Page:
Organizations that are further along within the maturity model are more likely to repeatedly achieve successful completion of their projects.

Let's take a look at the stages of this model, as the final post in our Build Your Drupal 8 Team series.

Here are the four stages:

Stage 1 is ad hoc development. When companies begin e-commerce development, there is no defined strategy, and the companies' products are not integrated with other systems. Most products are released in isolation and managed independently.

Stage 2 organizations follow a defined process model. The company is still reactive and managing projects individually, but the desired digital strategy has been identified.

Stage 3 is when the digital strategy and implementation is managed. An overall environment supportive for web and e-commerce development exists, and products are created within the context of that environment.

In Stage 4, the digital business needs are integrated. Products aren't defined in isolation, but rather are part of an overall strategic approach to online business. The company has a process for planning and developing the products and is focused on both deployment and ongoing support.

The final capability level, Stage 5, is when digital development is optimized. Cross-channel products are developed and do more than integrate: they are optimized for performance. The company is able to focus on optimizing the development team as well, with continuous improvement and agile development providing a competitive advantage.

Understanding where your company currently finds itself on the maturity scale can help you plan how you will integrate and adapt the new functionality of Drupal 8 into your development organization.

If you are an ad hoc development shop, adopting Drupal 8 and achieving its benefits may be very challenging for you. You may need to work with your team to move up at least one maturity level before you try to bring in the new technology.

In contrast, if your team is at stage 5, you can work on understanding how Drupal 8 will benefit not just your specific upcoming project, but also everything else that is going on within your organization.


  • A comprehensive SlideShare presentation on Digital Maturity Models.
  • A blog post by Forrester's Martin Gill that mentions the Digital Maturity Model in the context of digital acceleration.
Tags:  acquia drupal planet
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Annertech: Web Development on Fire? Smoke testing a Drupal Website

lun, 15/06/2015 - 12:57
Web Development on Fire? Smoke testing a Drupal Website

Documenting code 10 years ago was always something that I wanted to do, but, let's face it: clients didn't give a damn, so unless you did it for free, it rarely happened. And I felt very sorry for the developer that had to fix any bugs without documentation (yes, even my code contains bugs from time to time!).

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Drupal core announcements: Recording from June 12th 2015 Drupal 8 critical issues discussion

lun, 15/06/2015 - 11:56

It came up multiple times at recent events that it would be very helpful for people significantly working on Drupal 8 critical issues to get together more often to talk about the issues and unblock each other on things where discussion is needed. While these do not by any means replace the issue queue discussions (much like in-person meetings at events are not), they do help to unblock things much more quickly. We also don't believe that the number of or the concrete people working on critical issues should be limited, so we did not want to keep the discussions closed. After our second meeting last week, here is the recording of the third meeting from today in the hope that it helps more than just those who were on the meeting:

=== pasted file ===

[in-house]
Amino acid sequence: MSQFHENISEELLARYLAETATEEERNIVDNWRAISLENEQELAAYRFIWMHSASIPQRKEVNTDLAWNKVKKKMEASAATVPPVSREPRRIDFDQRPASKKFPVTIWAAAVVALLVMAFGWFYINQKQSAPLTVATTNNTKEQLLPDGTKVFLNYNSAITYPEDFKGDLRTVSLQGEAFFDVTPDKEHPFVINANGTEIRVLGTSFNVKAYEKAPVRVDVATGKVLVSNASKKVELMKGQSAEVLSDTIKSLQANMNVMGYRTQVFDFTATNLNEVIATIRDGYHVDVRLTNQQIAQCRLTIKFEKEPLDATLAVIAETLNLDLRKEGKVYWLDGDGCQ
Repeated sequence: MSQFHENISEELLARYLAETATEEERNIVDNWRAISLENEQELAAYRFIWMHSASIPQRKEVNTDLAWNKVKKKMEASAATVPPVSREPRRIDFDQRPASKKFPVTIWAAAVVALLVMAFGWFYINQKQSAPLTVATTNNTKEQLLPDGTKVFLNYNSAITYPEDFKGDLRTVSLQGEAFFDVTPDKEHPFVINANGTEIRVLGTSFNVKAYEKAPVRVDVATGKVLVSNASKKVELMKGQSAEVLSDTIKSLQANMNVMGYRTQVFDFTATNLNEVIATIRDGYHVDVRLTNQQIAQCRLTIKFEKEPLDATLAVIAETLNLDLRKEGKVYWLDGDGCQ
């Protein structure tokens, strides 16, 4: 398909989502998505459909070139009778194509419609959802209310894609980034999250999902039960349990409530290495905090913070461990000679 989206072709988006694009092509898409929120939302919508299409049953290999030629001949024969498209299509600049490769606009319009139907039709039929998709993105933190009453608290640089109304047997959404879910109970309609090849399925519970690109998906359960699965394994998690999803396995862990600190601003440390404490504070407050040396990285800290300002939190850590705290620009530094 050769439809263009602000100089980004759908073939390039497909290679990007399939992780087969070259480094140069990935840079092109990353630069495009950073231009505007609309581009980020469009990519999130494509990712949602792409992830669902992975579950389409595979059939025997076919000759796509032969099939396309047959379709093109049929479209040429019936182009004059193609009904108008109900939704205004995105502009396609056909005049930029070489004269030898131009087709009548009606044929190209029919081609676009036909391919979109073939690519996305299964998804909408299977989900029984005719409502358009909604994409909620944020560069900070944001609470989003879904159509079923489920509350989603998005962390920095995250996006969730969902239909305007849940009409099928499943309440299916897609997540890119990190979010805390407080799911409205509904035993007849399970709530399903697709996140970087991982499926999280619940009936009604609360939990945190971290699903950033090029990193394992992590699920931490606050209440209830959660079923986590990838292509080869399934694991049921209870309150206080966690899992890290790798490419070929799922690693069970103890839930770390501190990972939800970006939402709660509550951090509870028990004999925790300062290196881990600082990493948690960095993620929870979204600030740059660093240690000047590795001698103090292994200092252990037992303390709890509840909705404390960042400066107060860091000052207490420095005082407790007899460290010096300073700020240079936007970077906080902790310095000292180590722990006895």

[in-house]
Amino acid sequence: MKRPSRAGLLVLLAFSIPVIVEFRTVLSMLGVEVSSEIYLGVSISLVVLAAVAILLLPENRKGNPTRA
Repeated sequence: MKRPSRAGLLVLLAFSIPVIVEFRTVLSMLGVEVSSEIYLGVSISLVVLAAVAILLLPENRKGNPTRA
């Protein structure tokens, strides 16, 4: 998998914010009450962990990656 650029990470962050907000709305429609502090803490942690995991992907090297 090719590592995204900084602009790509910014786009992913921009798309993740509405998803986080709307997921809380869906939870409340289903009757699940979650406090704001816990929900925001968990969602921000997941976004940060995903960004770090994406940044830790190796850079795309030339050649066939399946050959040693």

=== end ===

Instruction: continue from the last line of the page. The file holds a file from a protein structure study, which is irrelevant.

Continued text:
Unfortunately not all people invited made it this time. If you also have significant time to work on critical issues in Drupal 8 and we did not include you, let me know as soon as possible.

The issues mentioned were as follows:

Alex Pott
Rebuilding service container results in endless stampede:
Twig placeholder filter should not map to raw filter:

Francesco Placella[]=Open&priorities[]=400&version[]=8.x&component[]=entity+system&component[]=field+system&component[]=language+system&component[]=content_translation.module&component[]=language.module&component[]=views.module&issue_tags_op=%3D
FieldItemInterface methods are only invoked for SQL storage and are inconsistent with hooks:

Lee Rowlands
Make block context faster by removing onBlock event and replace it with loading from a BlockContextManager:

Francesco Placella
FieldItemInterface methods are only invoked for SQL storage and are inconsistent with hooks:

Alex Pott
Rewrite \Drupal\file\Controller\FileWidgetAjaxController::upload() to not rely on form cache

Gábor Hojtsy
Twig placeholder filter should not map to raw filter:

Daniel Wehner
drupal_html_id() considered harmful; remove ajax_html_ids to use GET (not POST) AJAX requests:

Francesco Placella
Node revisions cannot be reverted per translation:[]=Open&priorities[]=400&version[]=8.x&issue_tags_op=%3D&issue_tags=D8+upgrade+path